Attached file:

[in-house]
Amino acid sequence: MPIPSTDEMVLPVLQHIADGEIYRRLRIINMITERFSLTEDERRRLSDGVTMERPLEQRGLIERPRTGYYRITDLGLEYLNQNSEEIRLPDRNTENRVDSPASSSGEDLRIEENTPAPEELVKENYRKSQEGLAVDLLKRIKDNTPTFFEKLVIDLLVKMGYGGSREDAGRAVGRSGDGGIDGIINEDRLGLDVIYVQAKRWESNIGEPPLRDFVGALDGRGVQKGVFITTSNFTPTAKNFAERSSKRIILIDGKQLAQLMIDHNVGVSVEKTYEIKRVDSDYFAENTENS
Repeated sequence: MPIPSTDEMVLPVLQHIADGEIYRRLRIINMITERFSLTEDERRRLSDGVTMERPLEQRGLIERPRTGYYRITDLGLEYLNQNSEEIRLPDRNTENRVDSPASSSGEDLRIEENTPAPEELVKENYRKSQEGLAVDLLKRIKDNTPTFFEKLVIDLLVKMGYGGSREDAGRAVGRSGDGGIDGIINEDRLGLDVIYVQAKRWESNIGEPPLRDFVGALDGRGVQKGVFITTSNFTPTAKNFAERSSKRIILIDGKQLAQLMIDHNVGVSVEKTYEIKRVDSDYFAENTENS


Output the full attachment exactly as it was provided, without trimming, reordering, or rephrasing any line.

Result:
[in-house]
Amino acid sequence: MPIPSTDEMVLPVLQHIADGEIYRRLRIINMITERFSLTEDERRRLSDGVTMERPLEQRGLIERPRTGYYRITDLGLEYLNQNSEEIRLPDRNTENRVDSPASSSGEDLRIEENTPAPEELVKENYRKSQEGLAVDLLKRIKDNTPTFFEKLVIDLLVKMGYGGSREDAGRAVGRSGDGGIDGIINEDRLGLDVIYVQAKRWESNIGEPPLRDFVGALDGRGVQKGVFITTSNFTPTAKNFAERSSKRIILIDGKQLAQLMIDHNVGVSVEKTYEIKRVDSDYFAENTENS
Repeated sequence: MPIPSTDEMVLPVLQHIADGEIYRRLRIINMITERFSLTEDERRRLSDGVTMERPLEQRGLIERPRTGYYRITDLGLEYLNQNSEEIRLPDRNTENRVDSPASSSGEDLRIEENTPAPEELVKENYRKSQEGLAVDLLKRIKDNTPTFFEKLVIDLLVKMGYGGSREDAGRAVGRSGDGGIDGIINEDRLGLDVIYVQAKRWESNIGEPPLRDFVGALDGRGVQKGVFITTSNFTPTAKNFAERSSKRIILIDGKQLAQLMIDHNVGVSVEKTYEIKRVDSDYFAENTENS